The Soviet Union's major dissident figure, physicist Andrei Sakharov, said yesterday that he and his wife have been threatened by a self-described terrorist organisation that has mailed and telephoned warnings to them in recent weeks.

The threats from the self-styled "All-Union Interideological Union" complain that the Nobel Peace Prize winner and his wife have only their own interests at heart in their dissident activities and have broken faith "with the masses."

Sakharov said that a letter and telephone threats accuse them of using money earmarked for aid to sSoviet political prisoners for their own personal needs. He said his wife, Elena Bonner, received a telephone threat from a man who described himself as chairman of the group and who went on to say, "If you don't stop we will take measures, including terrorist acts."

The money they are accused of misusing is called "The Russian Social Fund", and derives income from royalties exiled novelist Alexander Solzhenitsyn earned from his "Gulag Archipelago."

The fund's administrator, Alexander Ginzburg, was sentenced in July to eight years' forced labour on charges of anti-Soviet agitation. His wife, Irina, now runs the fund. Sakharov said Mrs. Ginzburg has received recent threats to kill her sons, aged 6 and 3.

He said he received a letter about six weeks ago entitled "Memo 57 No. 2" accusing the Sakharovs of pursuing private goals rather than defending human rights. It called on him to confess his selfish interests, he said, and turn over administration of the social funds to the "All-Union Interideological Union.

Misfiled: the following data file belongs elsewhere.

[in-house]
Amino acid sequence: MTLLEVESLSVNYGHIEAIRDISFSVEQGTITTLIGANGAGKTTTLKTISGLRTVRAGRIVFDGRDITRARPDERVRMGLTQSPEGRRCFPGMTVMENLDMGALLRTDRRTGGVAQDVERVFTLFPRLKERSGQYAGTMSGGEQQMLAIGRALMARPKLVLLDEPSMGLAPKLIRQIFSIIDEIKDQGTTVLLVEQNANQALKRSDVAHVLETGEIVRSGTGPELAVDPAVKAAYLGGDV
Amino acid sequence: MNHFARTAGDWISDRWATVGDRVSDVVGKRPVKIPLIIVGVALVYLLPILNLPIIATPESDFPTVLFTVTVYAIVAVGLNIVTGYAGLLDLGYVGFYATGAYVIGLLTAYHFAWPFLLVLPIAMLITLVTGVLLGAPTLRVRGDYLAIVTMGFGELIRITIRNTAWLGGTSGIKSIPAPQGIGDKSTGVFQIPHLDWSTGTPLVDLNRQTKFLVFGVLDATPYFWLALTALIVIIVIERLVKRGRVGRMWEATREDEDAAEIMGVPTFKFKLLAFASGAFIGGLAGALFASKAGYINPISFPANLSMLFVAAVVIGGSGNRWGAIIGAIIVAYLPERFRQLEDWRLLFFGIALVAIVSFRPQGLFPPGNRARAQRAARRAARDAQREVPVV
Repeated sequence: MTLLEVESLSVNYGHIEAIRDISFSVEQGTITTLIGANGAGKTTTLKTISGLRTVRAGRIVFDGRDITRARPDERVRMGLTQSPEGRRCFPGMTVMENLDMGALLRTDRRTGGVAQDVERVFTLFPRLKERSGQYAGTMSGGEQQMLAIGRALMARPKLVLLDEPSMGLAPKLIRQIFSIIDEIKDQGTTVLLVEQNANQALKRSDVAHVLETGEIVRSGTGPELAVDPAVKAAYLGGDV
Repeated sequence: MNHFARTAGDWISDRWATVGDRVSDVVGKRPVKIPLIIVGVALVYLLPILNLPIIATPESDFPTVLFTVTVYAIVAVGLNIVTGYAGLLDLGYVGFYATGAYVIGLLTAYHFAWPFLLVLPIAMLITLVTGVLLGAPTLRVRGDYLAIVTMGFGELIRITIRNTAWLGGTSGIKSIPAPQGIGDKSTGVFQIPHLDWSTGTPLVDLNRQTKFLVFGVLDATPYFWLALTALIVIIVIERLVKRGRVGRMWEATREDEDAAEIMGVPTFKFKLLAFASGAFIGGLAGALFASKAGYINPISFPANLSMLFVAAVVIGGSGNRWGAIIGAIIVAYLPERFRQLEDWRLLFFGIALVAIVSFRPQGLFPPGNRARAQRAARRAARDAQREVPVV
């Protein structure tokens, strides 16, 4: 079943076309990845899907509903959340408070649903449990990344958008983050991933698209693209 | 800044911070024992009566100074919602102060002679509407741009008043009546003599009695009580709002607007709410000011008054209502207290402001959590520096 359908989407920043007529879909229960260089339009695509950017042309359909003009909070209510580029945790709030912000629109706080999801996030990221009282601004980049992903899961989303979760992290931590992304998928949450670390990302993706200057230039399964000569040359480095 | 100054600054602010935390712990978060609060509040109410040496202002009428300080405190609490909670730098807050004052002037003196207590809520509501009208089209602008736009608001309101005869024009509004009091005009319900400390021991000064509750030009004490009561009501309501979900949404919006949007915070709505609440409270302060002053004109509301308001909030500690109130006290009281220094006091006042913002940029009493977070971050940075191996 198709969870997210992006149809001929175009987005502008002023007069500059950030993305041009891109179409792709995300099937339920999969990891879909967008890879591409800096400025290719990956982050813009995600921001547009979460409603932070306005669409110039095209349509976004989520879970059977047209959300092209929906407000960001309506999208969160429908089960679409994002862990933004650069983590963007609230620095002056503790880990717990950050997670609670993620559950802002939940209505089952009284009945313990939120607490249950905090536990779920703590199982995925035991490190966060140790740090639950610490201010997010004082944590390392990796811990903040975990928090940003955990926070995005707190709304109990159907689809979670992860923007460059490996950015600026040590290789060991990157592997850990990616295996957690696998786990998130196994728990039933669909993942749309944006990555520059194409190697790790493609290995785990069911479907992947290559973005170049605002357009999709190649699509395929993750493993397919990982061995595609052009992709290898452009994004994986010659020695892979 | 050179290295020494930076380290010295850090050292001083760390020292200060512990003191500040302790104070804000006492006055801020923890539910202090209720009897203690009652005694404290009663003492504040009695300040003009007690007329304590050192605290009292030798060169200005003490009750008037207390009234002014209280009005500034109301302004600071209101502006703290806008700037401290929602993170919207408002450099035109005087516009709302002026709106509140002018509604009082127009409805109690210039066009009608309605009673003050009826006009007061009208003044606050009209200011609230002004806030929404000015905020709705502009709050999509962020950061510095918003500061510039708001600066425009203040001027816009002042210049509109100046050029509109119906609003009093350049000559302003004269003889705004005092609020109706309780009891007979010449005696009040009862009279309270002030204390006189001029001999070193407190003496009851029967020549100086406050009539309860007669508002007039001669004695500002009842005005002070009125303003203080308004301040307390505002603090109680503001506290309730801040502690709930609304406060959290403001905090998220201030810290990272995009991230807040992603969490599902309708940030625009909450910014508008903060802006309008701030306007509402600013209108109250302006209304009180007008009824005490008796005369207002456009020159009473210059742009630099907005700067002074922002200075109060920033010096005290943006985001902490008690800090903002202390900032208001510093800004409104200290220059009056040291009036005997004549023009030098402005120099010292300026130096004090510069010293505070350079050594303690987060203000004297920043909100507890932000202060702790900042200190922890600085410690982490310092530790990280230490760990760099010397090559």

"We are not convinced the KGB (state secret police) are behind this," Sakharov said. "We think it could be individual elements who think themselves above the law and political considerations. It worries me. I think it is a serious matter. We don't know who it comes from the KGB or quasi-dissidents or criminals."

Sakharov pointed out that he and his wife have had nothing to do with the Russian Social Fund. "We worry not only about ourselves, but about those people who administer the fund and who are probably known to those who wrote the memo and made the calls," he said.

Sakharov's mail is routinely controlled by the KGB and he has documented instances in the past when letters sent to him through the Soviet postal system have been intercepted and have never arrived.

Some dissidents and Jews have recounted repeated examples of anonymous threats and intimidating phone calls, and it is commonly thought that these incidents are the work of the secret police.